This evocative original piece features a sensitive melody and warm harmonies that will remind audiences of a cozy hearth in wintertime. The melodic style and contemporary harmonies suggest a time when gatherings of friends and families are remembered with pleasure and a particular kind of American nostalgia for days gone by.

    Sussex Mummers’ Christmas Carol...Percy Aldridge Grainger/arr. Clark McAlister

    This tune was noted by Miss Lucy Brodwood near Horsham in Sussex, England, in 1880 and 1881. It came from the singing of Christmas Mummers called Tipteers or Tipteerers during their play of Saint George, the Turk and the Seven Champions of Christendom. A mummer is one who goes merrymaking in disguise during festivals.

    Percy Grainger (1882 – 1961) was an Australian-born composer, arranger and pianist. His chief fame rests as a composer of unconventional and original music that was characterized by its shift from the standard convention. He employed meters which were irregular and unusual. An eccentric to the core, Grainger's private life was as celebrated and scrutinized as his works. Born to an architect father and a domineering mother, who was apparently a major influence in his life, he traveled widely and eventually settled in the United States. He developed a deep interest in Nordic music, something that he carried throughout his life, taking measures to spread it across the globe. 

    Montagues & Capulets (Dance of the Knights)...Sergei Prokofiev/arr. Jim Phillips

    Prokofiev’s Romeo and Juliet has long been celebrated as one of the greatest ballet scores.  But during the period of its creation and early performances, Prokofiev met resistance at every turn.  This prompted the great Russian ballerina Galina Ulanova, who danced the role of Juliet at the July 11, 1940 Leningrad premiere, to offer the following toast, a play on the concluding lines of the Shakespeare original:

         Never was a story of more woe
         Than this of Prokofiev’s music for Romeo.


    Prokofiev adapted music from his Romeo and Juliet ballet for two Orchestral Suites (premiered, respectively, in Moscow, in 1936, and Leningrad, in 1937) as well as a collection of Ten Pieces for Solo Piano, Opus 75 (1937). 

    Suite from “Messiah”...GF Handel/arr. Calvin Custer

    The first performance of Messiah took place not in London, but rather in Dublin, on April 13, 1742. Handel gave the London premiere less than a year later at Covent Garden. It was not well received, in part because of objections to presenting a sacred work in that most profane of buildings—a theater! (Handel had advertised the oratorio as a "musical entertainment.") It was only in 1750, when Messiah began to be presented in annual performances for a London charity at the local Foundling Hospital, that the public embraced the work.

    Handel performed it some three dozen times—every time, it should be noted, around Easter, not Christmas, as later became the custom. Over the years he revised Messiah to accommodate new surroundings, performing forces, and audiences. Such adaptations have continued ever since: Mozart re-orchestrated the work in 1789 to bring it up to the dimensions of a Classical period orchestra, and more "heavy metal" versions would come in the 19th and 20th centuries. Many of these later arrangements helped to make the work viable for large choral festivals with many hundreds of singers, sometimes even more than a thousand.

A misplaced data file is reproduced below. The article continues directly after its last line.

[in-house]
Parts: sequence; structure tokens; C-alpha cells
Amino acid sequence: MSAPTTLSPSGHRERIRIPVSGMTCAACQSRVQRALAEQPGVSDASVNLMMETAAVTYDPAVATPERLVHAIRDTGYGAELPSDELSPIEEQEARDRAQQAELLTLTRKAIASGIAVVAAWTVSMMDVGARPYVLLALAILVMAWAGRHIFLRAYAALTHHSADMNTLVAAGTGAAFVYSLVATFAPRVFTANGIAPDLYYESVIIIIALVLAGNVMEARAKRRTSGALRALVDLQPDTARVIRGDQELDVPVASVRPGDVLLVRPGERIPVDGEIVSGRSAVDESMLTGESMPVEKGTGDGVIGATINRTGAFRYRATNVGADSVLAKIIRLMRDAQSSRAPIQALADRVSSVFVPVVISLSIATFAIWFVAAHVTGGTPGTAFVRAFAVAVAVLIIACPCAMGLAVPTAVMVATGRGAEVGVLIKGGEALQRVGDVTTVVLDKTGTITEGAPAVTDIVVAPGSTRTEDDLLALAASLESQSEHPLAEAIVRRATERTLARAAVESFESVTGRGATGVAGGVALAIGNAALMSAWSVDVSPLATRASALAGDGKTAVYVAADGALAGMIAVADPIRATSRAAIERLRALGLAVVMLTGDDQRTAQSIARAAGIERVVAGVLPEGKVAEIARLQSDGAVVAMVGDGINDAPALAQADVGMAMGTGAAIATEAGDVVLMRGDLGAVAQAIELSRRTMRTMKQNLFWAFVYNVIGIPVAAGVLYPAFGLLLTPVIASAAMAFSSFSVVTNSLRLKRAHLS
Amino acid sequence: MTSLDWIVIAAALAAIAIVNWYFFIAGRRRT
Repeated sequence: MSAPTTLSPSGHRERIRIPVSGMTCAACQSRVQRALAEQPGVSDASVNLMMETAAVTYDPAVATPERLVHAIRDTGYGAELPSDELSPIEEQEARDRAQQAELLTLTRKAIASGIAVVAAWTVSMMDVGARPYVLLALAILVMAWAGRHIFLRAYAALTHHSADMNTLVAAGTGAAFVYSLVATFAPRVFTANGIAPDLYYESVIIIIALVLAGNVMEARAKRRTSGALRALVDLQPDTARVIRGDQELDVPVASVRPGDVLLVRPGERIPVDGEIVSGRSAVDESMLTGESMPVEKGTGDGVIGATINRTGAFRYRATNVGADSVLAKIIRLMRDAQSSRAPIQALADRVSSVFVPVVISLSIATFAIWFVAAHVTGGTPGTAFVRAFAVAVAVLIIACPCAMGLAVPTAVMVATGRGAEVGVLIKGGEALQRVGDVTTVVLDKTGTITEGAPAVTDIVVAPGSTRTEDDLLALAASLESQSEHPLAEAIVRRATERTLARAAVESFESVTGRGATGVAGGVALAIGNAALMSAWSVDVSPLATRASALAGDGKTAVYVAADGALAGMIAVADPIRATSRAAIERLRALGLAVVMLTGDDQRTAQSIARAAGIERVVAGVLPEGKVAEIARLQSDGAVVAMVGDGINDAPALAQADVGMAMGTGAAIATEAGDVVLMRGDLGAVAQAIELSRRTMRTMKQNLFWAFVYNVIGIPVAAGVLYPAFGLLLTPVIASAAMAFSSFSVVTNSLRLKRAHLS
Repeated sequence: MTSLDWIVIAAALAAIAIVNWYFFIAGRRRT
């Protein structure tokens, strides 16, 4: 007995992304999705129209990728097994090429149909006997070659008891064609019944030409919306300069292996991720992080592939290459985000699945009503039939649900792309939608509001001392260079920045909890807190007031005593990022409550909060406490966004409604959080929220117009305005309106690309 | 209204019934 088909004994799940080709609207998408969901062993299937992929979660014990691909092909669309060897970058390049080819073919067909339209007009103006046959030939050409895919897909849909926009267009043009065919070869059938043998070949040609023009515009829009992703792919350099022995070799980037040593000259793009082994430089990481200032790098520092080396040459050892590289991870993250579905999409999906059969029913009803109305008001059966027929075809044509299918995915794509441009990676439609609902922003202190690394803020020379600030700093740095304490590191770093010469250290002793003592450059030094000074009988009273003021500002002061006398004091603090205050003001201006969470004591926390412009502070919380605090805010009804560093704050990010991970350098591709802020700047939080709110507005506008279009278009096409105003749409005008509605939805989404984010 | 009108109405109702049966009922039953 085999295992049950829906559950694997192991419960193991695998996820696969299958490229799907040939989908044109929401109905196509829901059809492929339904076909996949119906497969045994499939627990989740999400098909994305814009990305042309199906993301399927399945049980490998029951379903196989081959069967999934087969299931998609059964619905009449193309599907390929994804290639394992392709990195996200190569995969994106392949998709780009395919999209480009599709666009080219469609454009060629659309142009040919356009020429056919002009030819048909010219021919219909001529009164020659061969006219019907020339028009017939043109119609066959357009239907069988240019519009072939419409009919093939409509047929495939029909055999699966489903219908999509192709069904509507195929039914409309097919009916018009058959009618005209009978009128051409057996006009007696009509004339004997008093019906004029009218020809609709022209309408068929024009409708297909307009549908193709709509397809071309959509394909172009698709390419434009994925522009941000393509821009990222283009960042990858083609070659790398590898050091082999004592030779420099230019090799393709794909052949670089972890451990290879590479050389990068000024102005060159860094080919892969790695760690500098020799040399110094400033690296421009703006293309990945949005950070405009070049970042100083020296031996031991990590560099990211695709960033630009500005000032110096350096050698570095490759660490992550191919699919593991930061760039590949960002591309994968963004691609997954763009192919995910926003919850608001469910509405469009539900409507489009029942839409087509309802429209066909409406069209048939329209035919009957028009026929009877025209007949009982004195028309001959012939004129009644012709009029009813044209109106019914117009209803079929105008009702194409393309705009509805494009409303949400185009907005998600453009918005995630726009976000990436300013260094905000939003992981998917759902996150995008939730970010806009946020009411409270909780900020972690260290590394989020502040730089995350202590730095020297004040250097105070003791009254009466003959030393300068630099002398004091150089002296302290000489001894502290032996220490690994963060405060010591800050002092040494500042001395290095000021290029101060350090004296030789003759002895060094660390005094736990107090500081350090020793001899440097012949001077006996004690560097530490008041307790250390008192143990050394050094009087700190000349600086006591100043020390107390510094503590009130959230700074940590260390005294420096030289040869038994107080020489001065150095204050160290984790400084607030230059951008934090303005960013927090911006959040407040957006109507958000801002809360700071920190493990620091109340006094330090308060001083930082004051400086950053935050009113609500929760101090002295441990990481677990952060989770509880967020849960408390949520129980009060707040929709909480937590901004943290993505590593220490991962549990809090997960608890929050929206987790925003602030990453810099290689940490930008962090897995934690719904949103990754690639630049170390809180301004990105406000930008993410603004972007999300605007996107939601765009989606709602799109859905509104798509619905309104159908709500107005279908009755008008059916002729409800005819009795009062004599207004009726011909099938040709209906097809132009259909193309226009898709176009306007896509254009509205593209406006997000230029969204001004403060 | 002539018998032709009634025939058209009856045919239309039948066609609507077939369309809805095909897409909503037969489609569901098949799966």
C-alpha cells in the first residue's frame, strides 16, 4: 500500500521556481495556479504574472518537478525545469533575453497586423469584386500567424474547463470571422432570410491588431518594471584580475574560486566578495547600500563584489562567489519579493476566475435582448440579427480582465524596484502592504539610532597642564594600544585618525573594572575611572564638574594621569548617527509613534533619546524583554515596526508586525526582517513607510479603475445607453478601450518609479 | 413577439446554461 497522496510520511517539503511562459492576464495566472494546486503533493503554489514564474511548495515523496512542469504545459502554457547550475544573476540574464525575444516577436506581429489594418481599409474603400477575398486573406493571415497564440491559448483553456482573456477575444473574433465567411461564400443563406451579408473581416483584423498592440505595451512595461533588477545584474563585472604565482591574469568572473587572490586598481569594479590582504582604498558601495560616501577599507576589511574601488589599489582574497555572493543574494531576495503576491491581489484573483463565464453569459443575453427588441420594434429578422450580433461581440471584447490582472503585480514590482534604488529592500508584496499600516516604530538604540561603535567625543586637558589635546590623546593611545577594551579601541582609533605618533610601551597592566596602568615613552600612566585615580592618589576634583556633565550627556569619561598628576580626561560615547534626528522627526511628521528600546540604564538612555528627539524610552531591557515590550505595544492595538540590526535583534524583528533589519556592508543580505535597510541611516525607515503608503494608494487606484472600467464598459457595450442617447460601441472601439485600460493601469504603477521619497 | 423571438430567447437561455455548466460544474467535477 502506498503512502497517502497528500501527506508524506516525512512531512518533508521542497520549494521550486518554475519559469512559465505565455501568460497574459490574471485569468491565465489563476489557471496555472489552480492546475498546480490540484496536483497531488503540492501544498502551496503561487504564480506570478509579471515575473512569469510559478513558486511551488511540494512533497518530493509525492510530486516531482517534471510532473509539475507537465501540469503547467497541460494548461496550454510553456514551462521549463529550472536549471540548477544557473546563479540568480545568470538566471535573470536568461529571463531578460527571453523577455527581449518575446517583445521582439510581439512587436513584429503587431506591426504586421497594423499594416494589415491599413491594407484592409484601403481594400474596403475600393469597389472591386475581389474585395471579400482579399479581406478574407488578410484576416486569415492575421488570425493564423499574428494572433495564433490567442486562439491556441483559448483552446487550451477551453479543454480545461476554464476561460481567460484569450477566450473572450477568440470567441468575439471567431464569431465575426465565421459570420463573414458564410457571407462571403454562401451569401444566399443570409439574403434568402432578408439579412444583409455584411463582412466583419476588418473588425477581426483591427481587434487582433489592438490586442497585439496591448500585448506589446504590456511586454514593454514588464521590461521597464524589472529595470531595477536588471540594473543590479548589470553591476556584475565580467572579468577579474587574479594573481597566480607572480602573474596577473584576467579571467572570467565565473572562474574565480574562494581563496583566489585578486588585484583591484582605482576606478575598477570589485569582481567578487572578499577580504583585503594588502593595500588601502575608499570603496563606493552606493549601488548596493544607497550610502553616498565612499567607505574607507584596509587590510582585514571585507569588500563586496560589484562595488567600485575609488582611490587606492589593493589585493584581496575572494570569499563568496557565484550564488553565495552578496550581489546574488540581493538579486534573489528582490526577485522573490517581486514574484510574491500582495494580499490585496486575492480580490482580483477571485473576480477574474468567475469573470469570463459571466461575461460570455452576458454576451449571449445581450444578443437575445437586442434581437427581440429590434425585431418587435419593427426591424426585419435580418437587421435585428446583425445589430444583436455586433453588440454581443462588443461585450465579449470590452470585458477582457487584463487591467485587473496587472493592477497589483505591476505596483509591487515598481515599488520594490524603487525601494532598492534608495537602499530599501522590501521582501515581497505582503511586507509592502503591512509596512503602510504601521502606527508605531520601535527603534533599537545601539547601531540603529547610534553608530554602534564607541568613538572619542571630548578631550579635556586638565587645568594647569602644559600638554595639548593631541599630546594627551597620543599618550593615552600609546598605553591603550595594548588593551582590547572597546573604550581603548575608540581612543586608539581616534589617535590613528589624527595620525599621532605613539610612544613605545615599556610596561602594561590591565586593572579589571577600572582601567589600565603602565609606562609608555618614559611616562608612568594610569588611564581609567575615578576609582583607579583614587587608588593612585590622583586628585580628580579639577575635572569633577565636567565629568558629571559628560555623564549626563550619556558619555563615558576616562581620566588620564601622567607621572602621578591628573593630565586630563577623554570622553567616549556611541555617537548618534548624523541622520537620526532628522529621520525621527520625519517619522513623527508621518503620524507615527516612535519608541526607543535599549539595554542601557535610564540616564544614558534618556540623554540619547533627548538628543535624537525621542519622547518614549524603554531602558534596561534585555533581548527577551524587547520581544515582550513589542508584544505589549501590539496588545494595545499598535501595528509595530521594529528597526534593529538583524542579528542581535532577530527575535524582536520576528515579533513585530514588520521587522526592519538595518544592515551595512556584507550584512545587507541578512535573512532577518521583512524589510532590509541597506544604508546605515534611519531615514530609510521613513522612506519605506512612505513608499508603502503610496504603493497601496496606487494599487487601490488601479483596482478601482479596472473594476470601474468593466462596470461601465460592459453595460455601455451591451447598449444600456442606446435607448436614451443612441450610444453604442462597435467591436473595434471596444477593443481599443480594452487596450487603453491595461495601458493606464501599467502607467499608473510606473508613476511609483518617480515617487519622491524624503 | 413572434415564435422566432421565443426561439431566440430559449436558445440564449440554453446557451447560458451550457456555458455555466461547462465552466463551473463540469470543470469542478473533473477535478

Messiah is divided into three sections. The first is concerned with the prophesy of the coming of a Messiah and then with Christ's Nativity. Part II deals with Christ's suffering and death. The concluding section offers an affirmation of Christian faith and glimpses of Revelation.  

     

    CHS SYMPHONIC BAND


    Noel…Hawley Ades

    Hawley Ades was an American choral arranger, born in Wichita, Kansas on June 25, 1908. He died March 26, 2008, at the age of 99, three months shy of his 100th birthday. He was the son of two professional musicians; choral director Lucius Ades, and concert pianist and teacher Mary Findley Ades.

    Hawley Ades graduated from Rutgers College in 1929. He was hired as a staff arranger for Irving Berlin's publishing company, where from 1932 to 1936 he made hundreds of stock arrangements for the leading dance bands of the day, including special arrangements for Raymond Scott and Paul Whiteman.

    In 1937, he was hired as a choral arranger for Fred Waring's very popular group, The Pennsylvanians, and was a mainstay for the next 38 years. Fred Waring often introduced Ades on concert tours by saying that "more people play and sing his arrangements than those of any other arranger in history.”

    He became one of the most prolific choral arrangers of the 20th Century. His arrangements - published by Waring's Shawnee Press - are still very popular throughout the USA, especially with high school and community choirs.

    Christmas At The Movies...arr. John Moss

    Some of the best holiday music over the years has come from movie soundtracks. This unique and entertaining medley includes: The Polar Express - music by Alan Silvestri; Somewhere in My Memory (from Home Alone) - music by John Williams, and Overture from The Nightmare Before Christmas - music by Danny Elfman.

    Concert Rondo...Wolfgang Amadeus Mozart/arr. Andy Clark